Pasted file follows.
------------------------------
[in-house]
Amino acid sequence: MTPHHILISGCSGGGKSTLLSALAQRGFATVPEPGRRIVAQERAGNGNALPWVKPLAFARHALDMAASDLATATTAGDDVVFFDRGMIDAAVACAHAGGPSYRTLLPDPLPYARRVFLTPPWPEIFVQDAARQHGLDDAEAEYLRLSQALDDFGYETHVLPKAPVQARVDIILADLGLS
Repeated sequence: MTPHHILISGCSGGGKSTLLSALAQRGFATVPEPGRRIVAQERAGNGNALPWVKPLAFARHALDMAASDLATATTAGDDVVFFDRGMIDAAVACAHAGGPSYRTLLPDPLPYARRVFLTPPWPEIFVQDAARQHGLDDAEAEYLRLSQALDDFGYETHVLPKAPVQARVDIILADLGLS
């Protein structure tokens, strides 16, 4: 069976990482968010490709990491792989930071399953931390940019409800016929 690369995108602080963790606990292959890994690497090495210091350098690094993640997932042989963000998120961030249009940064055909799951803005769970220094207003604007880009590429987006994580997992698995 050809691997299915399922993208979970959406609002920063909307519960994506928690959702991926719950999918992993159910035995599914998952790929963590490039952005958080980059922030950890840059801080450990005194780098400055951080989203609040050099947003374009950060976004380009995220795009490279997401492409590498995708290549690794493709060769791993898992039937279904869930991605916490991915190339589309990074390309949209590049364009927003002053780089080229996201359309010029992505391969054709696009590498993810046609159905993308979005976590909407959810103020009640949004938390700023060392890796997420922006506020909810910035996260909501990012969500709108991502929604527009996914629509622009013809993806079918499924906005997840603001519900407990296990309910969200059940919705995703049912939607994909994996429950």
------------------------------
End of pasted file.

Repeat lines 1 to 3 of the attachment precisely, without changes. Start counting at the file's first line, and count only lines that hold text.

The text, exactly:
[in-house]
Amino acid sequence: MTPHHILISGCSGGGKSTLLSALAQRGFATVPEPGRRIVAQERAGNGNALPWVKPLAFARHALDMAASDLATATTAGDDVVFFDRGMIDAAVACAHAGGPSYRTLLPDPLPYARRVFLTPPWPEIFVQDAARQHGLDDAEAEYLRLSQALDDFGYETHVLPKAPVQARVDIILADLGLS
Repeated sequence: MTPHHILISGCSGGGKSTLLSALAQRGFATVPEPGRRIVAQERAGNGNALPWVKPLAFARHALDMAASDLATATTAGDDVVFFDRGMIDAAVACAHAGGPSYRTLLPDPLPYARRVFLTPPWPEIFVQDAARQHGLDDAEAEYLRLSQALDDFGYETHVLPKAPVQARVDIILADLGLS